Allan Enwiya was one of at least 86 journalists and media assistants who have been killed in Iraq since the beginning of the war, according to the international organization Reporters Without Borders. Twenty-six of those were like Mr. Enwiya, the assistants doing one of the most dangerous and important jobs for news organizations covering Iraq.
Often their stories, even their names, are untold. Enwiya's story is representative of why Iraqis are willing to take such risks by working with foreigners.
For some it's the chance to break into journalism, to be a part of telling their country's history. But for the majority - and Enwiya was one of these - it is a means for turning a prized talent, facility with English, into a job and a way to support a family in a difficult economy.
"His family was his top priority, and his kids were his life," says Carolyne Hanna, a cousin of Enwiya's now living in Chicago. "Sure, he did it for the money, but it was also something he liked that he was good at."
Enwiya, who was 32, and his wife, Fairuz, had two children - Martin and Mary Ann. Since his death in the Jan. 7 kidnapping of Jill Carroll, the family has left Iraq and is in the process of moving to the United States. Enwiya's parents are going with them.
While details of the abduction of Ms. Carroll are still unclear, the kidnapping occurred within 300 yards of the office of Adnan al-Dulaimi, a prominent Sunni politician, whom Carroll had been intending to interview.
One of the kidnappers pulled the driver from the car, jumped in, and drove away with several others huddled around Carroll and Enwiya, said the driver, who asked not to be identified. "They didn't give me any time to even put the car in neutral," he recounted.
Enwiya was later discovered in the same neighborhood. He had been shot twice in the head, law enforcement officials said.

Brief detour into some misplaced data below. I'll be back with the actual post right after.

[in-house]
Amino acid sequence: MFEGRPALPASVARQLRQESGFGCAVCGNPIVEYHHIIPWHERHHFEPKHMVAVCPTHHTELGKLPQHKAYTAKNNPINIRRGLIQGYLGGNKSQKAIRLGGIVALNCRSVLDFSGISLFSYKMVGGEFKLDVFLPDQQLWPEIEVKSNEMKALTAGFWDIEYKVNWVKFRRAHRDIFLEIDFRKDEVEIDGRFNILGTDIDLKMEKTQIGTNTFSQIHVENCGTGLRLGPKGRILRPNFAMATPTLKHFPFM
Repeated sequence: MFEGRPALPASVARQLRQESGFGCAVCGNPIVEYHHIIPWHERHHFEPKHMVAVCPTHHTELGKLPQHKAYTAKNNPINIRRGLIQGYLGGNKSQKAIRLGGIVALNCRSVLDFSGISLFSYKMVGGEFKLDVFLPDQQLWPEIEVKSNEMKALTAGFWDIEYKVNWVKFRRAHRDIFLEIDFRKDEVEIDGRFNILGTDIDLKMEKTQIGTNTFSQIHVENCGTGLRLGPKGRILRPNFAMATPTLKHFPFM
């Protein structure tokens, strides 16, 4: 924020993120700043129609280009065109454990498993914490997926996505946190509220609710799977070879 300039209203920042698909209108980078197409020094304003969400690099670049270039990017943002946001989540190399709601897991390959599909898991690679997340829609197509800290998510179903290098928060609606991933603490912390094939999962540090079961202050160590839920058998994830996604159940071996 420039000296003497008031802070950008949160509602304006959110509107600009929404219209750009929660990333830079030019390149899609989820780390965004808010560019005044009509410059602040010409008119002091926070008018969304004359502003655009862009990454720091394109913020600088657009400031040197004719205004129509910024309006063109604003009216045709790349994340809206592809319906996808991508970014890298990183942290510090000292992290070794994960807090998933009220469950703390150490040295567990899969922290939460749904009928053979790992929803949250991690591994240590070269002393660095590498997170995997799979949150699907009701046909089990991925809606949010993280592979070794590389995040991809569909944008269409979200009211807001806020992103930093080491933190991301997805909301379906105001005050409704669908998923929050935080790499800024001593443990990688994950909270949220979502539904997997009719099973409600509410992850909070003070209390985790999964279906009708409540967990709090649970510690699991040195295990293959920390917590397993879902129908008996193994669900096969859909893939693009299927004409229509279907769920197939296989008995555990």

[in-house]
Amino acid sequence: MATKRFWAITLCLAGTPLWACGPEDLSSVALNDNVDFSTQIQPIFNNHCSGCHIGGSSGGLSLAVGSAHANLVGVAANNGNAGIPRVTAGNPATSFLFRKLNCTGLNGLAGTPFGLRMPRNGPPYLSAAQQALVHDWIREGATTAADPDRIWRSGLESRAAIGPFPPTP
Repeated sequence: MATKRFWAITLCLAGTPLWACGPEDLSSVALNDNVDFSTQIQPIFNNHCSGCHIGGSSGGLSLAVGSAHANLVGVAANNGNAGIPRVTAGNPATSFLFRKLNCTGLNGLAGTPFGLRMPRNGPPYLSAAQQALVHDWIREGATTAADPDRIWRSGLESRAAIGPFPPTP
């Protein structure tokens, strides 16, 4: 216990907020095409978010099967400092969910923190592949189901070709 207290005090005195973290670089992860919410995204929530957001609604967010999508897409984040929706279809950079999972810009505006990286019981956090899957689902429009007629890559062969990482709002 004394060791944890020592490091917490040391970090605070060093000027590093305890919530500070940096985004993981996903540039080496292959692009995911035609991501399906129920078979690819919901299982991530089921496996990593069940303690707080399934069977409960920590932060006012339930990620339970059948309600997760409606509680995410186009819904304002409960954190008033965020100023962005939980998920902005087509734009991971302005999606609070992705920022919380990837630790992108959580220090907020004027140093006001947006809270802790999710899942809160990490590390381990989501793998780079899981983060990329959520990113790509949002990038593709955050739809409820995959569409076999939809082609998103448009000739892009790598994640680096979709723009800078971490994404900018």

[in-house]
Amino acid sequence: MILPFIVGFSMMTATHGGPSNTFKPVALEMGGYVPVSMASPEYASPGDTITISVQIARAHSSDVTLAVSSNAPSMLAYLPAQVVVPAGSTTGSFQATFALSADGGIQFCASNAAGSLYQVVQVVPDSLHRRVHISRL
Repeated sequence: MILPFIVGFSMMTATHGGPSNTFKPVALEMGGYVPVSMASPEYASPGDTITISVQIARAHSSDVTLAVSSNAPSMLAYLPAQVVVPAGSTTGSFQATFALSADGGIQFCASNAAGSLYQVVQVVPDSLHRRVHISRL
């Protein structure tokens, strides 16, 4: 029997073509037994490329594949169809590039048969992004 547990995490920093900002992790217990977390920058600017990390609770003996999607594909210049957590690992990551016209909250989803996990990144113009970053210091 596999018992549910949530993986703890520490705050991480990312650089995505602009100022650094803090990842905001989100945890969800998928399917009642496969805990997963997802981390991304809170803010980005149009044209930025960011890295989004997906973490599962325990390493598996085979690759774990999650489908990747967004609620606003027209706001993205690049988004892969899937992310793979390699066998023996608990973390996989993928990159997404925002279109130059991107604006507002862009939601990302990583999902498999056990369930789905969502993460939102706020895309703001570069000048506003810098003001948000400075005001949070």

Omar Fekeiki, an Iraqi who had known Enwiya since the late 1990s, was a college student when he first walked into a music shop that Enwiya kept open since last summer. "Allan needed to provide for his family, and what he was good at was the English language."
Now a special correspondent in Baghdad for The Washington Post, Mr. Fekeiki says, "For some of us, it's the chance to be a journalist that brings us in, but Allan wasn't like that. Like the doctors and pharmacists and engineers you see doing this job," he adds, "he used his skill to have a job and make a living."
According to Reporters Without Borders, thousands of Iraqis and more than 250 foreigners have been abducted.
"We thank all those throughout the world, particularly the major Arabic media, who campaigned for the release of this young journalist," the organization said Thursday. "Our campaign will not be over until the three Iraqi reporters, Rim Zeid, Marwan Khazaal, and Ali Abdullah Fayad have been released in their turn."
Ms. Zeid and Mr. Khazaal of the TV channel Al-Sumariya were kidnapped in Baghdad, on Feb. 1, 2006. Mr. Fayad was abducted in Kut, southeast of the capital on March 21, 2006.
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